Sacred Spaces 381– The Stove
28 May 2013
Here are two approaches:
“Let me tell you about this stove. Have you noticed its bright colour? I get excited every time I arrive home and walk in to kitchen. With this wonderful stove, I get to cook scrumptious meals for my family. Sometimes I boil potatoes or steam the vegetables. Sometimes on the weekend mornings, I fry up some eggs and bacon for the family. There is often laughter around the table as we share meals together. Occasionally, I find myself in a baking mood and I end up baking the most delicious cakes. In the winter months, if I am cold, I sometimes just stand in front of the stove. It radiates a heat that keeps me warm.
This stove has brought much joy to my family and i. Will you let me cook you a meal?
However, I must leave you with a warning. When using the stove, the plates get extremely hot! Please for your own safety; don’t touch the stove! You will burn your hand.”
“Don’t touch the stove! You’ll get burnt.”
You may have heard this analogy? A child is told (scolded) not to touch a stove, and reactively they just do. (And yes, they usually get burnt.)
Using this imagery, I see two approaches to life (and Christianity).
Too often, Christians and people live with the latter approach; “don’t touch the stove.”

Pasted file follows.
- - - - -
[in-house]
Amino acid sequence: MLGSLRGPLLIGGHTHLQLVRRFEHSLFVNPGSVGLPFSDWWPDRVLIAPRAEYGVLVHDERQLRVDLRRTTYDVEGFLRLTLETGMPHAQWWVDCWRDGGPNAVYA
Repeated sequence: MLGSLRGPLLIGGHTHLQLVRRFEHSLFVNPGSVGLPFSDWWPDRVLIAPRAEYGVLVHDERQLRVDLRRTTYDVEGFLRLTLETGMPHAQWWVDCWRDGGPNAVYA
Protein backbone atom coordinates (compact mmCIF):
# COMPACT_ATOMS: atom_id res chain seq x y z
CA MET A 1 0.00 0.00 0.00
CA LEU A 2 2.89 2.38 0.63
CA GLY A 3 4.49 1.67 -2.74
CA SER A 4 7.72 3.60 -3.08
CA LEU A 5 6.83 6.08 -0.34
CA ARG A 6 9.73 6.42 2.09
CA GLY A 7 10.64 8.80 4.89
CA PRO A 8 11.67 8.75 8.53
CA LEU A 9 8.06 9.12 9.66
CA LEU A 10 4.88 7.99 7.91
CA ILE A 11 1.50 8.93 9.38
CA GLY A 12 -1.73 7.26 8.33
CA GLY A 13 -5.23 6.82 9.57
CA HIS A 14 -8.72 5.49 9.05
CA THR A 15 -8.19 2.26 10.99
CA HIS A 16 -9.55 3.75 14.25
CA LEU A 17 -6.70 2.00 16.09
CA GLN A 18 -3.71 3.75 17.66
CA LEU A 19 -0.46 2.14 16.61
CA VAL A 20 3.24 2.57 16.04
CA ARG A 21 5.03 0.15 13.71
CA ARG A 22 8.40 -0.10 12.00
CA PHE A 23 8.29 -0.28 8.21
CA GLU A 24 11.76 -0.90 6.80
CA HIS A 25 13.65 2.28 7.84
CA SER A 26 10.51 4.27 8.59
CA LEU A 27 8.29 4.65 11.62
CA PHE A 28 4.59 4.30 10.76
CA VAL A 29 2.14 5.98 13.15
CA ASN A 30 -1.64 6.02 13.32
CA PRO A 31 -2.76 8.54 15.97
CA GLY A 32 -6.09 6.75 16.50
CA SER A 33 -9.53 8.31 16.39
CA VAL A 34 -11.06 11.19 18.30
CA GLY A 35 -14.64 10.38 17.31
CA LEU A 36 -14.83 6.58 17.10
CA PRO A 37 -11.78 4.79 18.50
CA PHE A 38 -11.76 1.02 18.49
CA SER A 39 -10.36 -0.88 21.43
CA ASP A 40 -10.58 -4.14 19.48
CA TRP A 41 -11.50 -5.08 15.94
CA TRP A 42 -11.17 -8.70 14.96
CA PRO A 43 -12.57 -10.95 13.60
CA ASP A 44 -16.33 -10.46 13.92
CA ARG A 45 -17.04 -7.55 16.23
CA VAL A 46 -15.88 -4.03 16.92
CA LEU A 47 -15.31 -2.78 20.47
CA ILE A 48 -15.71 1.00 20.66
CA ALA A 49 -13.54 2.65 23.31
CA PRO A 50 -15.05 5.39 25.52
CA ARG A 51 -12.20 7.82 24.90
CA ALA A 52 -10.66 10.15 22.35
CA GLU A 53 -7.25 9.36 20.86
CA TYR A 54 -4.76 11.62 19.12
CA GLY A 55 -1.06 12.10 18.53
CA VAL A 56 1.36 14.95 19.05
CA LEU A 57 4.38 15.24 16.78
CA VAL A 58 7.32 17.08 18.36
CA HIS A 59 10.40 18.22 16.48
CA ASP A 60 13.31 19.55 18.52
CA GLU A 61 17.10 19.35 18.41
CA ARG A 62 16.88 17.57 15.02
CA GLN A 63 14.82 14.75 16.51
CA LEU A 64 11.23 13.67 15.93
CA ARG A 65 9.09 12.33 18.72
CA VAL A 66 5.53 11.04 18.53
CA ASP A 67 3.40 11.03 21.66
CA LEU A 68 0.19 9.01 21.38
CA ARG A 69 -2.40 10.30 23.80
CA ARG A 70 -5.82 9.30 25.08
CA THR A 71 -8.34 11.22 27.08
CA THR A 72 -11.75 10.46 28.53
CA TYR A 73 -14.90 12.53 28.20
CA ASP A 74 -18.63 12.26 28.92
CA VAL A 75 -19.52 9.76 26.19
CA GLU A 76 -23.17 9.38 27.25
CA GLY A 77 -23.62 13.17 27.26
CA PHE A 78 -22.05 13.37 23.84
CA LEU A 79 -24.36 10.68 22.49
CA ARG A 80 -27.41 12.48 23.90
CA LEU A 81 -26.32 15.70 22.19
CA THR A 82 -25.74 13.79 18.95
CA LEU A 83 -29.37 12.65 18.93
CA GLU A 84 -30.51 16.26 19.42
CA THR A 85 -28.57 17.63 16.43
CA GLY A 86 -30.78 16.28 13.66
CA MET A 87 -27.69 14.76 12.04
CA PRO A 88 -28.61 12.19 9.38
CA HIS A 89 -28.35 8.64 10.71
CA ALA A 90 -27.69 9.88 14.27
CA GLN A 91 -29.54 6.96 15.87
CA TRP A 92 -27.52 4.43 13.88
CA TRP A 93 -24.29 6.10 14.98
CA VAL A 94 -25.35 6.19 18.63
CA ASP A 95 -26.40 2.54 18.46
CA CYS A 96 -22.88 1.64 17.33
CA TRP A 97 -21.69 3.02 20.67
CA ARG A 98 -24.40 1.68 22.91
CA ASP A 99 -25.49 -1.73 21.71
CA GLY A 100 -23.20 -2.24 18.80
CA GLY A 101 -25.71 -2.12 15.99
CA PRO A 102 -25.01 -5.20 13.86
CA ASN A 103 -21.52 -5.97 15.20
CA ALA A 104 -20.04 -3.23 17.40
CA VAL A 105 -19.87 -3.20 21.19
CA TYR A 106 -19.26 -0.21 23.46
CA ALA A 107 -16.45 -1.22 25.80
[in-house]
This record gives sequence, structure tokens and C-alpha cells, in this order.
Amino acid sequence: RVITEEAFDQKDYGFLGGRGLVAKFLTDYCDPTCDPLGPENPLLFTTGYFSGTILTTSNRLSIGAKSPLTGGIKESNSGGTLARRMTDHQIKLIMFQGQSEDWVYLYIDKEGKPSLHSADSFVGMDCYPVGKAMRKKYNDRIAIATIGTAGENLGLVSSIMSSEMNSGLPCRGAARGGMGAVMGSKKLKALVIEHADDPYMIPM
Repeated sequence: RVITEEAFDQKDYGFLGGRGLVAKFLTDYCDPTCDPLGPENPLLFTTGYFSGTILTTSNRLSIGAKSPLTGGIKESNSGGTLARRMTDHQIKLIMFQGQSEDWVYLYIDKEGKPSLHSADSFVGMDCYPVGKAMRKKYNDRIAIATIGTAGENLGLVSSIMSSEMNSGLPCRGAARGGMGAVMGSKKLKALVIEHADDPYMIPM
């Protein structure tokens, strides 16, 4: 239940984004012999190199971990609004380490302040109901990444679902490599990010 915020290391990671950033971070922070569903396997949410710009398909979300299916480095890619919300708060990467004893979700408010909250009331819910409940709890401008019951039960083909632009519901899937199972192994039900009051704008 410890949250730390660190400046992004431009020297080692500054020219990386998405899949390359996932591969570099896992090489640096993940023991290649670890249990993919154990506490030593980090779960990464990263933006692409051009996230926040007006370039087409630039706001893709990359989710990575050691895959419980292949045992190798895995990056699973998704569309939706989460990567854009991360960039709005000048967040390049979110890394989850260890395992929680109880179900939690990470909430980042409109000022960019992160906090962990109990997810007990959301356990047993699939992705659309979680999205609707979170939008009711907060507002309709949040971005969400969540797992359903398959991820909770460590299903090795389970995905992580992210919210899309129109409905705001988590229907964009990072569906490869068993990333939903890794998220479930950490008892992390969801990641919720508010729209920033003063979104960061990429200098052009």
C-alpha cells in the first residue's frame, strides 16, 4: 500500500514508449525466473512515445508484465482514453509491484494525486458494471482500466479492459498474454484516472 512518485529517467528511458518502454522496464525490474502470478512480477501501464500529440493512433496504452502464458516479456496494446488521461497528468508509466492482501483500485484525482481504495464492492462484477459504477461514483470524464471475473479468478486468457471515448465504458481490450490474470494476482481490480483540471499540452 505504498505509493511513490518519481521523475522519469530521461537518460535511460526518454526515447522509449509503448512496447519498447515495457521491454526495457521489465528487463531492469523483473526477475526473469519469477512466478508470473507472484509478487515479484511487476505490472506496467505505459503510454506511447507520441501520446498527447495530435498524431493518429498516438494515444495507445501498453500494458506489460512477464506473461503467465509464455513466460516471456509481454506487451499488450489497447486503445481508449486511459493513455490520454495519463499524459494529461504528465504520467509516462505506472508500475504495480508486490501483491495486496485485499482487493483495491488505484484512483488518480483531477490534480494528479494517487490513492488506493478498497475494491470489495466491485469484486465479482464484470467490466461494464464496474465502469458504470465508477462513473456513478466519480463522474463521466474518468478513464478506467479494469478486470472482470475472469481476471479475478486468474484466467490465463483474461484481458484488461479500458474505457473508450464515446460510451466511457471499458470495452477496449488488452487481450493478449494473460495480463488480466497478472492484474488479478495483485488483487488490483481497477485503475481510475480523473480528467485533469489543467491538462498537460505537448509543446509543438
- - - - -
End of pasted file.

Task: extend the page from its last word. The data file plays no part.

I have been thinking how sometimes that approach comes across rather negatively and legalistic!
Maybe we need to live life with the first approach more often. Christian teaching can often throw some guilt with their messages that are actually intended for good.
For example (and there are many others), the ones of sex and drinking.
(Just hear me out here. Work with me as I explain: )
The sex one: you have the speaker starting the message “don’t have sex before you’re married.” How does that captivate an audience? (Yes, it’s not always about captivating your audience, but in starting on that foot, you lose most of the hearers.)
If that person started quite differently such as; “Sex is good. It’s God’s idea.” And then go on to talk of why pre-marital sex, etc. can be very harmful to one’s soul…
That for me just seems like a more positive approach.
Or with drinking:
“As a Christian you should not get drunk!” Wow, can you feel the weight of that judgement?! Sigh.
Yet if the person speaking started like this: “I love a good glass of wine at the end of the day.” And then speak of the dangers / downsides of drinking, etc. afterwards.
Are you with me? Do you hear what I am saying?
We need to approach life in a fresh way, starting on a positive note.
So back to my stove, my friend is coming to visit me tonight. We’re probably gonna play some fifa soccer on my Xbox. I will cook us some delicious burgers. And more than likely, we won’t get burnt.
Hmm, what’s cooking?
(Thanks for reading.)